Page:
held that in a civil paternity case indigent defendants have a constitutional due process right to appointed counsel. In Corra v. Coll, supra, the defendant denied paternity and requested counsel which was denied. Both of these cases involved a disputed issue of paternity. 42 Pa.C.S. § 6704(g) which was repealed by the Act of October 30, 1985 P.L. 264, No. 66 § 3, was in effect at the time of the original support proceedings in our case and provided:

(g) Trial of paternity. -- Where the paternity of a child born out of wedlock is disputed, the determination of paternity shall be made by the court without a jury unless either party demands trial by jury. The trial, whether or not a trial by jury is demanded, shall be a civil trial and there shall be no right to a criminal trial on the issue of paternity. The burden of proof shall be by a preponderance of the evidence.

1978, April 28, P.L. 202, No. 53, § 10 (88), effective June 27, 1978. As amended 1980, Oct. 5, P.L. 693, No. 142 § 207(a), effective in 60 days.*fn7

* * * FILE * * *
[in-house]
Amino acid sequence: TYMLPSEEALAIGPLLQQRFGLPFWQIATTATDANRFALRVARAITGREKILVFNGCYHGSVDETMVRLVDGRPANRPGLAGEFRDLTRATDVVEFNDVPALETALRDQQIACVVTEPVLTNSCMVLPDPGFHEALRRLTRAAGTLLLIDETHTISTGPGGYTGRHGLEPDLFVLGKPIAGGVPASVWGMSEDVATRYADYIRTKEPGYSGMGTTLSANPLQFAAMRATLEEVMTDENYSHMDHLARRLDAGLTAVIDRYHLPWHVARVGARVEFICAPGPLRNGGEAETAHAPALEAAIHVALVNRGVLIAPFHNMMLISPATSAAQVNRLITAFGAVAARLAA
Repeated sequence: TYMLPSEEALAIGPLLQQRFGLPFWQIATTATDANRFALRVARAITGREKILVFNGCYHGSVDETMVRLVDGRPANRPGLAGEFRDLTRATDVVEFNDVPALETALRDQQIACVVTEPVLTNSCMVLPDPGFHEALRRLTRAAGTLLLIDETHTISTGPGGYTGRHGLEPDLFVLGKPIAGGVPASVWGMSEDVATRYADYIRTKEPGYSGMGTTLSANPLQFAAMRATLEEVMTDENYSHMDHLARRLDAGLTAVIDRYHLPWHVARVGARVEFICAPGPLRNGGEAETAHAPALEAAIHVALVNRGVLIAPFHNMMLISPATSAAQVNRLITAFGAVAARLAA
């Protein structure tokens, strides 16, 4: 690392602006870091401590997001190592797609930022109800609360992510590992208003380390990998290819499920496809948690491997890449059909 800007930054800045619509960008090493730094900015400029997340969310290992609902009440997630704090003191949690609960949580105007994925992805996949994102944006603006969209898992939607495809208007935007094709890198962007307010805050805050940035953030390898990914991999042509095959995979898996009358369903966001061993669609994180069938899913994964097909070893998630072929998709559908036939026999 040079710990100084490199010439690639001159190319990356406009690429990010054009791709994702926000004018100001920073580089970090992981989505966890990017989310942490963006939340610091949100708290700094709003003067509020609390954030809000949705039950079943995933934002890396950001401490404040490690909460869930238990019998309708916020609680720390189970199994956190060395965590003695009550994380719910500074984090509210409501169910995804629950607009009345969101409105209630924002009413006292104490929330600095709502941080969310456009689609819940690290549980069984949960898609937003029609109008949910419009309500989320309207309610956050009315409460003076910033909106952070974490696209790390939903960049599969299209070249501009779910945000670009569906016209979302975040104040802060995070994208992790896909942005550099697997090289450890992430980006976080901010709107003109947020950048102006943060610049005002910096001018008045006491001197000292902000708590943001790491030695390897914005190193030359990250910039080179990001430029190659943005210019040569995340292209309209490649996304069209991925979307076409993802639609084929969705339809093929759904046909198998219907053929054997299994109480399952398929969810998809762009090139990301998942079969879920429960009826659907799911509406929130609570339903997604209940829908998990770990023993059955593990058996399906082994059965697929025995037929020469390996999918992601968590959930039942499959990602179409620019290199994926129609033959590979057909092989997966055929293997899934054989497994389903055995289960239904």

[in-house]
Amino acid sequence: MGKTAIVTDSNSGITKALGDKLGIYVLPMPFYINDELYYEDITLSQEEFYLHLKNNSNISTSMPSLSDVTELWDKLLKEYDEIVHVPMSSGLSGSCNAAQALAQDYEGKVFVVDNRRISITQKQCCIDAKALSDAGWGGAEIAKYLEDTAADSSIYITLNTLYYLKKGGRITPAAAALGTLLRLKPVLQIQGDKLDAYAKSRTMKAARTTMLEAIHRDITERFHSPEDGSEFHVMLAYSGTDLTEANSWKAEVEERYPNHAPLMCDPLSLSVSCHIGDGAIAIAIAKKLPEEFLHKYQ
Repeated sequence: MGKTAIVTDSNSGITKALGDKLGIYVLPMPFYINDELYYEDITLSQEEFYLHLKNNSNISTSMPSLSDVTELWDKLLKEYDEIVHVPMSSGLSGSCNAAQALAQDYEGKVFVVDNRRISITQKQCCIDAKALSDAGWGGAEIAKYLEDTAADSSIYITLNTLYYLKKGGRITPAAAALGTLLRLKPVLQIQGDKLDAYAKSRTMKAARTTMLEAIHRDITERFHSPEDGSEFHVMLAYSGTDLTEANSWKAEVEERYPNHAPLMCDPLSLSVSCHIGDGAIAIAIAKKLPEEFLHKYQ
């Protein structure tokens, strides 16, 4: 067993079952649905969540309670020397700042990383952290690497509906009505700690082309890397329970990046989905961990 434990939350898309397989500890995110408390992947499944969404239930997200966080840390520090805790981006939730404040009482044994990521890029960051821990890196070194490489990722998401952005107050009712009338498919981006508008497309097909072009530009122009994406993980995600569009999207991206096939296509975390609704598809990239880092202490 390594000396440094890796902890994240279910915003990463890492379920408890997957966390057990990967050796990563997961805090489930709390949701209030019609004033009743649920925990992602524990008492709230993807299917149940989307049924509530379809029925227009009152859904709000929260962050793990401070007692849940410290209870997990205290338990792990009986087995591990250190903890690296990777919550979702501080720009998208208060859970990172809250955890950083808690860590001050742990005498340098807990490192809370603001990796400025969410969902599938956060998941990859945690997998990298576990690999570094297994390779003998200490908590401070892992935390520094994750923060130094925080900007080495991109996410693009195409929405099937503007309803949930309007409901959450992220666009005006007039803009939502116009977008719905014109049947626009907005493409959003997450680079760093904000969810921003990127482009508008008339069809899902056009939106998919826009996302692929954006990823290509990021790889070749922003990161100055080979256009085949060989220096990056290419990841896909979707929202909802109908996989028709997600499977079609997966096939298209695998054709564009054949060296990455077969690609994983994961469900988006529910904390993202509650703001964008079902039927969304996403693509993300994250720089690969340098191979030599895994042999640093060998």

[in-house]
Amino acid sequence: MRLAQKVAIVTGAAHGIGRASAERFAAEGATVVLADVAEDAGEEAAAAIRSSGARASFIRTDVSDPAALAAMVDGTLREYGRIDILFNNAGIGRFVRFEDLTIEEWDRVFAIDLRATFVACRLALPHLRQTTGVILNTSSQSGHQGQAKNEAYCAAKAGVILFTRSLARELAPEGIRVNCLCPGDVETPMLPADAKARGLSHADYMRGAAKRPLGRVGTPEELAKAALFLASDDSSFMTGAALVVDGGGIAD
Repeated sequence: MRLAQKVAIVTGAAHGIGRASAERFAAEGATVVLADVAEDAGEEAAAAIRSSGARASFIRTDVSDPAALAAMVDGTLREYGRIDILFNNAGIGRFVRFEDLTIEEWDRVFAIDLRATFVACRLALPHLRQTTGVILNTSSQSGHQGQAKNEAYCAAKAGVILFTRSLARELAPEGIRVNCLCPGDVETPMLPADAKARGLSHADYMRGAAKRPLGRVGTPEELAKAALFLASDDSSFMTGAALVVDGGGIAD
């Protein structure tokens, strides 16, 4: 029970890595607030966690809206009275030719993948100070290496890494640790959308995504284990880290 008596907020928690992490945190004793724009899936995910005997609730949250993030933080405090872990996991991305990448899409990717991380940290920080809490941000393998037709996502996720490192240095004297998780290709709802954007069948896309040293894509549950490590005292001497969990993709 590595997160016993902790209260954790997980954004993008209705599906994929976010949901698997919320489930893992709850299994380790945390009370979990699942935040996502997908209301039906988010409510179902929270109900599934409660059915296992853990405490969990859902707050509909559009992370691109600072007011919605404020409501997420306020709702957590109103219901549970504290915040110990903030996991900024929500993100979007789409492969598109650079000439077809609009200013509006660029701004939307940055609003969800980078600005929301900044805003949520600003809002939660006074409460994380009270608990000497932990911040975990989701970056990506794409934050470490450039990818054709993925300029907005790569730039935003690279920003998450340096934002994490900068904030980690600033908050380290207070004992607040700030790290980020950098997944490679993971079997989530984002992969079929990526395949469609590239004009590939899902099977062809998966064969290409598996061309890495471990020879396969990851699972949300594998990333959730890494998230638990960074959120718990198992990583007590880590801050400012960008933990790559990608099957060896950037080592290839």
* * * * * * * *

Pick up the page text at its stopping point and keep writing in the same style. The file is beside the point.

The appellant contends in his second petition to terminate support that "Petitioner and Respondent were not personally acquainted at the time Angela Gardner was born to Respondent in 1971." Since the appellant claims he did not know Sandra Gardner prior to the time that her daughter, Angela was born, he was certainly aware at the time of the support proceedings that he was not Angela's father.*fn8 Sandra Gardner testified on deposition that she told the appellant when she was pregnant, but that Jeff Johnson might be the father of the child.

Mr. Johnson testified that Sandra indicated to him that she thought he was the father of her child.*fn9 It is important

[ 371 Pa. Super. Page 265]

    to note that all of the above testimony referred to took place on depositions taken many years after the original support proceedings.